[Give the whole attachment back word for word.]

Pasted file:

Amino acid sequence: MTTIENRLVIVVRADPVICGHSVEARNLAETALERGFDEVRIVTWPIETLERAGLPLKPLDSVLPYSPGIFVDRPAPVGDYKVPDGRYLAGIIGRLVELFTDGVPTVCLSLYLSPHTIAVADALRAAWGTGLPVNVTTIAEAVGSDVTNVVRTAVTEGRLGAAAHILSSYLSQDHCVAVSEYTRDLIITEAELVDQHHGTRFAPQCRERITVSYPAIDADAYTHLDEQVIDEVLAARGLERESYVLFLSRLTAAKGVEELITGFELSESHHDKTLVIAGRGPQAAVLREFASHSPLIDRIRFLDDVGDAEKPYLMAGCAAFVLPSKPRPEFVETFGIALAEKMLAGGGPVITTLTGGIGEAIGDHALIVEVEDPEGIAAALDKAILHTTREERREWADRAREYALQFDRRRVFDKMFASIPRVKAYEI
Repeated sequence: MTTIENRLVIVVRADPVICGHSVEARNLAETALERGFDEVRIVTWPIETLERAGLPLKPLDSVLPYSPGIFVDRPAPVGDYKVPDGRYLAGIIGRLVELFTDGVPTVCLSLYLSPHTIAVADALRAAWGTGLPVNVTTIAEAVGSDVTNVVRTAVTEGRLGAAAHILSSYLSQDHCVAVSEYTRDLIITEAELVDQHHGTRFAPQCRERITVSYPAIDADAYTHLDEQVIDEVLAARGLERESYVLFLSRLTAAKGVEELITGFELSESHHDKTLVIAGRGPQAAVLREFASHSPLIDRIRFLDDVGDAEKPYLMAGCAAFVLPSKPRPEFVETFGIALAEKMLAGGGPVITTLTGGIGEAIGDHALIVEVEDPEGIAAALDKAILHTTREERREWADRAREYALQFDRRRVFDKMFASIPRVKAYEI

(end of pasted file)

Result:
Amino acid sequence: MTTIENRLVIVVRADPVICGHSVEARNLAETALERGFDEVRIVTWPIETLERAGLPLKPLDSVLPYSPGIFVDRPAPVGDYKVPDGRYLAGIIGRLVELFTDGVPTVCLSLYLSPHTIAVADALRAAWGTGLPVNVTTIAEAVGSDVTNVVRTAVTEGRLGAAAHILSSYLSQDHCVAVSEYTRDLIITEAELVDQHHGTRFAPQCRERITVSYPAIDADAYTHLDEQVIDEVLAARGLERESYVLFLSRLTAAKGVEELITGFELSESHHDKTLVIAGRGPQAAVLREFASHSPLIDRIRFLDDVGDAEKPYLMAGCAAFVLPSKPRPEFVETFGIALAEKMLAGGGPVITTLTGGIGEAIGDHALIVEVEDPEGIAAALDKAILHTTREERREWADRAREYALQFDRRRVFDKMFASIPRVKAYEI
Repeated sequence: MTTIENRLVIVVRADPVICGHSVEARNLAETALERGFDEVRIVTWPIETLERAGLPLKPLDSVLPYSPGIFVDRPAPVGDYKVPDGRYLAGIIGRLVELFTDGVPTVCLSLYLSPHTIAVADALRAAWGTGLPVNVTTIAEAVGSDVTNVVRTAVTEGRLGAAAHILSSYLSQDHCVAVSEYTRDLIITEAELVDQHHGTRFAPQCRERITVSYPAIDADAYTHLDEQVIDEVLAARGLERESYVLFLSRLTAAKGVEELITGFELSESHHDKTLVIAGRGPQAAVLREFASHSPLIDRIRFLDDVGDAEKPYLMAGCAAFVLPSKPRPEFVETFGIALAEKMLAGGGPVITTLTGGIGEAIGDHALIVEVEDPEGIAAALDKAILHTTREERREWADRAREYALQFDRRRVFDKMFASIPRVKAYEI